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SRC by-election candidates fret over mental health, student engagement – dog bites man

Credit: Flickr Commons/Hungju Lu
Tara Gandhi & Isabel Thomas

Last night’s Students’ Representative Council (SRC) by-elections hustings were almost exclusively dominated by two key issues – mental health and student awareness of the SRC’s role.

Mental health concerns seemed to take priority with almost every candidate discussing it or having it as a central point in their manifesto. The school of Geographical and Earth Science candidates highlighted field trips as a primary concern for students in their college, both the financial burden they present as students often have to pay for the field trips themselves with costs of up to £500 and the impact these trips can have on those with poor mental health. One candidate, Alfie Mackie, went as far as to say the financial burden created by these trips is effectively wealth discrimination within the school, and his opposition Scott Kirby felt that finding a new industrial sponsor was the way to alleviate these costs.

Those running for postgraduate positions also mentioned mental health with issues of isolation among postgraduate students being singled out. The lack of events for postgraduate students who often suffer from poor work/life balance was noted, candidates recommended working with societies to create more events that target postgraduate students. Many suggested more had to be done than solely the postgraduate Welcome Fortnight, as postgraduate research students start at different times throughout the year. The candidate for Gender and Sexual Diversity Officer John Hardy stressed men’s mental health in particular, stating that he wants to work alongside the Glasgow University Sports Association in order to target men involved in sports teams who may be vulnerable to mental health issues but are less likely to seek help.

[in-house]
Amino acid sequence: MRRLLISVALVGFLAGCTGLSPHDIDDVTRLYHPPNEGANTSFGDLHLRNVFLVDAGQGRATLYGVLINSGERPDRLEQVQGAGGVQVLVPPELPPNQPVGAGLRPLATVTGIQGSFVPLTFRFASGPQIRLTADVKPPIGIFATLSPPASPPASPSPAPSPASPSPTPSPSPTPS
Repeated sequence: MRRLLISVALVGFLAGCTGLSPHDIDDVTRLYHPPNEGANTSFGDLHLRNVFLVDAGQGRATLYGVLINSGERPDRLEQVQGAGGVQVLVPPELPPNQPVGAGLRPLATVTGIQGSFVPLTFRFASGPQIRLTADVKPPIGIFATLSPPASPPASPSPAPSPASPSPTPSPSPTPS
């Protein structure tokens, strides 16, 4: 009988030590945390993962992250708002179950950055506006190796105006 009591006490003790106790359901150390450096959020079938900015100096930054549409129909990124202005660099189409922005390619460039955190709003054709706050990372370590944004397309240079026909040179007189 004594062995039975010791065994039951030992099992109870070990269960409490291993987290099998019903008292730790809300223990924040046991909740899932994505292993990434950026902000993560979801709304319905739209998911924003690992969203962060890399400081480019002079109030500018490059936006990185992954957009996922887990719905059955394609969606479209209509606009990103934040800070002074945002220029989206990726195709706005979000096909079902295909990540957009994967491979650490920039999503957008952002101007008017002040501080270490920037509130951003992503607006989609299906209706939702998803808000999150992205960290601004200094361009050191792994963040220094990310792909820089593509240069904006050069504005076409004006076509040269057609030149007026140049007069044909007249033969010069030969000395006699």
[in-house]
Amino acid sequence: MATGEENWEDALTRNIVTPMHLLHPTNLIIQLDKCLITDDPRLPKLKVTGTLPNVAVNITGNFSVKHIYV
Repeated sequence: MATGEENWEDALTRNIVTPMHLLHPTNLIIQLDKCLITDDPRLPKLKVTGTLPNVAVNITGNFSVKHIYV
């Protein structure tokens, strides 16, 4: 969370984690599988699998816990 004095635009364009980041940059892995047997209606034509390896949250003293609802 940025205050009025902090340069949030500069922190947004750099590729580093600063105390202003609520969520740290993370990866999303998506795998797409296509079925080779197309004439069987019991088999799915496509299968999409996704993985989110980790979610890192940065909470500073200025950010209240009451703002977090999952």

The issue of mental health was also brought up with the first year representatives concerned about the huge changes freshers go through; isolation in first year, living with strangers, living away from home for the first time. These issues only become exacerbated by the fact that the candidates felt freshers knew little about the SRC and the services it offers, suggesting that by promoting SRC services such as Nightline, freshers could be better informed about the SRC’s role and functions. First Year Representative candidate Patrick Aasen joked that more freshers are aware of Viper than of the SRC, suggesting hall crawls and connections with societies were the best ways of tackling the issue, while Matej Ballaty suggested increased awareness of Class Representatives and their roles was the way forward. Aasen also made the suggestion that the SRC could introduce themselves during the first week of lectures to first years, yet as this is something the SRC already does his suggestion perhaps highlights the problem the SRC is facing.

While the majority of candidates appeared at the hustings, and the turnout was better than last year’s, there were a number of no shows: for the Post Graduate Science and Engineering Rep, Rabeeah Habib and Steph Neubauer; for Postgraduate Social Sciences, Ting Ting Wei; for the School of Geography and Earth Sciences, Humza Rahman; for the First Year Representative, Ayza Bawany. Bethan Hall-Jones could not arrive on time to speak for her role as School of Physics and Astronomy Rep as she was late returning from a field trip.

All the candidates’ manifestos are available on the SRC’s website, polls close at 5pm tonight.




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